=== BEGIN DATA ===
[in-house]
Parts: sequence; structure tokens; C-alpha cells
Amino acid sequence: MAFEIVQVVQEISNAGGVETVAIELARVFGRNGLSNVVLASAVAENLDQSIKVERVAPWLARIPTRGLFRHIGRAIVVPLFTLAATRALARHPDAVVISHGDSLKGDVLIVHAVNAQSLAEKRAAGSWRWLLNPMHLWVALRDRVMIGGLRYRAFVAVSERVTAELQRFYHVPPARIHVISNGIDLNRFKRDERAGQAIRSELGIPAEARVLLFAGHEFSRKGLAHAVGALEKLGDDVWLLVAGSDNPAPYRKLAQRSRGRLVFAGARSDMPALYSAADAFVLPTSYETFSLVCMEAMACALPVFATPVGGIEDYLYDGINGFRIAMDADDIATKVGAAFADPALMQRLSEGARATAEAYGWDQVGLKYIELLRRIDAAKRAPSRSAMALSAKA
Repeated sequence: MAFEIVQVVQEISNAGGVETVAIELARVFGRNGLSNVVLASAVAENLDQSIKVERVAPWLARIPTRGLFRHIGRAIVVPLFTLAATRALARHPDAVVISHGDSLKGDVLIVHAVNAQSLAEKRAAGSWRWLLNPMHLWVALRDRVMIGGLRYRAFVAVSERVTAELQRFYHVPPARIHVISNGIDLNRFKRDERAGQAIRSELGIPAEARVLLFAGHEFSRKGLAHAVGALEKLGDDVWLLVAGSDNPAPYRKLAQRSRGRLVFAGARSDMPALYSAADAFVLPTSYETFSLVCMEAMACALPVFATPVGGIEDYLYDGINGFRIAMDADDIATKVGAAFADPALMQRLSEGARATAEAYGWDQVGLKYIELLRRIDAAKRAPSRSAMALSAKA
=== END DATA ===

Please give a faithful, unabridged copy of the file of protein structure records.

[in-house]
Parts: sequence; structure tokens; C-alpha cells
Amino acid sequence: MAFEIVQVVQEISNAGGVETVAIELARVFGRNGLSNVVLASAVAENLDQSIKVERVAPWLARIPTRGLFRHIGRAIVVPLFTLAATRALARHPDAVVISHGDSLKGDVLIVHAVNAQSLAEKRAAGSWRWLLNPMHLWVALRDRVMIGGLRYRAFVAVSERVTAELQRFYHVPPARIHVISNGIDLNRFKRDERAGQAIRSELGIPAEARVLLFAGHEFSRKGLAHAVGALEKLGDDVWLLVAGSDNPAPYRKLAQRSRGRLVFAGARSDMPALYSAADAFVLPTSYETFSLVCMEAMACALPVFATPVGGIEDYLYDGINGFRIAMDADDIATKVGAAFADPALMQRLSEGARATAEAYGWDQVGLKYIELLRRIDAAKRAPSRSAMALSAKA
Repeated sequence: MAFEIVQVVQEISNAGGVETVAIELARVFGRNGLSNVVLASAVAENLDQSIKVERVAPWLARIPTRGLFRHIGRAIVVPLFTLAATRALARHPDAVVISHGDSLKGDVLIVHAVNAQSLAEKRAAGSWRWLLNPMHLWVALRDRVMIGGLRYRAFVAVSERVTAELQRFYHVPPARIHVISNGIDLNRFKRDERAGQAIRSELGIPAEARVLLFAGHEFSRKGLAHAVGALEKLGDDVWLLVAGSDNPAPYRKLAQRSRGRLVFAGARSDMPALYSAADAFVLPTSYETFSLVCMEAMACALPVFATPVGGIEDYLYDGINGFRIAMDADDIATKVGAAFADPALMQRLSEGARATAEAYGWDQVGLKYIELLRRIDAAKRAPSRSAMALSAKA